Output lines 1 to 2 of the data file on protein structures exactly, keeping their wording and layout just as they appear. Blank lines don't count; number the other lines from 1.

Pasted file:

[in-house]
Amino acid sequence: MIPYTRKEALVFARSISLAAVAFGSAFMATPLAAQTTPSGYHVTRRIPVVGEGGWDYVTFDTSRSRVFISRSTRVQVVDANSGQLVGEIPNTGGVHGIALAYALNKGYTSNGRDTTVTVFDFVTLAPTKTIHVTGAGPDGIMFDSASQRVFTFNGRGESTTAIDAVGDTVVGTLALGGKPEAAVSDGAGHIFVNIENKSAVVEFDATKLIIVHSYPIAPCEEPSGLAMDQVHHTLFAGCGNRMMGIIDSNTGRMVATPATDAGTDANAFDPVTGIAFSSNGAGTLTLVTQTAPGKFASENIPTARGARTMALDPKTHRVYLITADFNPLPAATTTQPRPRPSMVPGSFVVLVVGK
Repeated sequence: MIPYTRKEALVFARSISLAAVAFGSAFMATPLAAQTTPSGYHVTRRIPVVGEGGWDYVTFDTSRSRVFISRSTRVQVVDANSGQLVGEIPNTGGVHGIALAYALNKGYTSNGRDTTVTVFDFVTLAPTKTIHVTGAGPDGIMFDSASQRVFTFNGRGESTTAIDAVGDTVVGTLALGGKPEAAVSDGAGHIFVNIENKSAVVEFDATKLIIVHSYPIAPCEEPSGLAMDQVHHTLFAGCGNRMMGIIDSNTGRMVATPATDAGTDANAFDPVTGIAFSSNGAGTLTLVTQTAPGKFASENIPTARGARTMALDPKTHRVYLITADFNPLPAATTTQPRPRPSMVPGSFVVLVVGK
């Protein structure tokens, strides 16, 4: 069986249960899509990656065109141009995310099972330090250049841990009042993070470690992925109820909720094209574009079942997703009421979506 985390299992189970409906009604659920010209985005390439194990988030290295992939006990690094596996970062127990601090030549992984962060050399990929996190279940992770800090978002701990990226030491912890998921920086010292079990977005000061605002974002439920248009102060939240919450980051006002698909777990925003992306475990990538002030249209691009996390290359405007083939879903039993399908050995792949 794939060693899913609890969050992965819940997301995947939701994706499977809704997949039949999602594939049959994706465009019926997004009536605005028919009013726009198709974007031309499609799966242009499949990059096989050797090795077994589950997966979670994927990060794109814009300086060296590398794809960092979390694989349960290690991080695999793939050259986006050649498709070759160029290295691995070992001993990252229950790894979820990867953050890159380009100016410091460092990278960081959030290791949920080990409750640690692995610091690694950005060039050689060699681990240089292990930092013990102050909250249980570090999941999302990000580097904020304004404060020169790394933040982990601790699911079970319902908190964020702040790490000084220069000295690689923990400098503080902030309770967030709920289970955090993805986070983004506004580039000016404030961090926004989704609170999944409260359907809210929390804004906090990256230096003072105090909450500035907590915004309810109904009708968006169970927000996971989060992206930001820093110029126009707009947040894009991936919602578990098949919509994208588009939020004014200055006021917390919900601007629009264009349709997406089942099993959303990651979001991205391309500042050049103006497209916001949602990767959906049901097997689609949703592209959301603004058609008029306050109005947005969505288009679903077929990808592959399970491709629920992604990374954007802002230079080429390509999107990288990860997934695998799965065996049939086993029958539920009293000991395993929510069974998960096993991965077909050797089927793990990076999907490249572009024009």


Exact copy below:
[in-house]
Amino acid sequence: MIPYTRKEALVFARSISLAAVAFGSAFMATPLAAQTTPSGYHVTRRIPVVGEGGWDYVTFDTSRSRVFISRSTRVQVVDANSGQLVGEIPNTGGVHGIALAYALNKGYTSNGRDTTVTVFDFVTLAPTKTIHVTGAGPDGIMFDSASQRVFTFNGRGESTTAIDAVGDTVVGTLALGGKPEAAVSDGAGHIFVNIENKSAVVEFDATKLIIVHSYPIAPCEEPSGLAMDQVHHTLFAGCGNRMMGIIDSNTGRMVATPATDAGTDANAFDPVTGIAFSSNGAGTLTLVTQTAPGKFASENIPTARGARTMALDPKTHRVYLITADFNPLPAATTTQPRPRPSMVPGSFVVLVVGK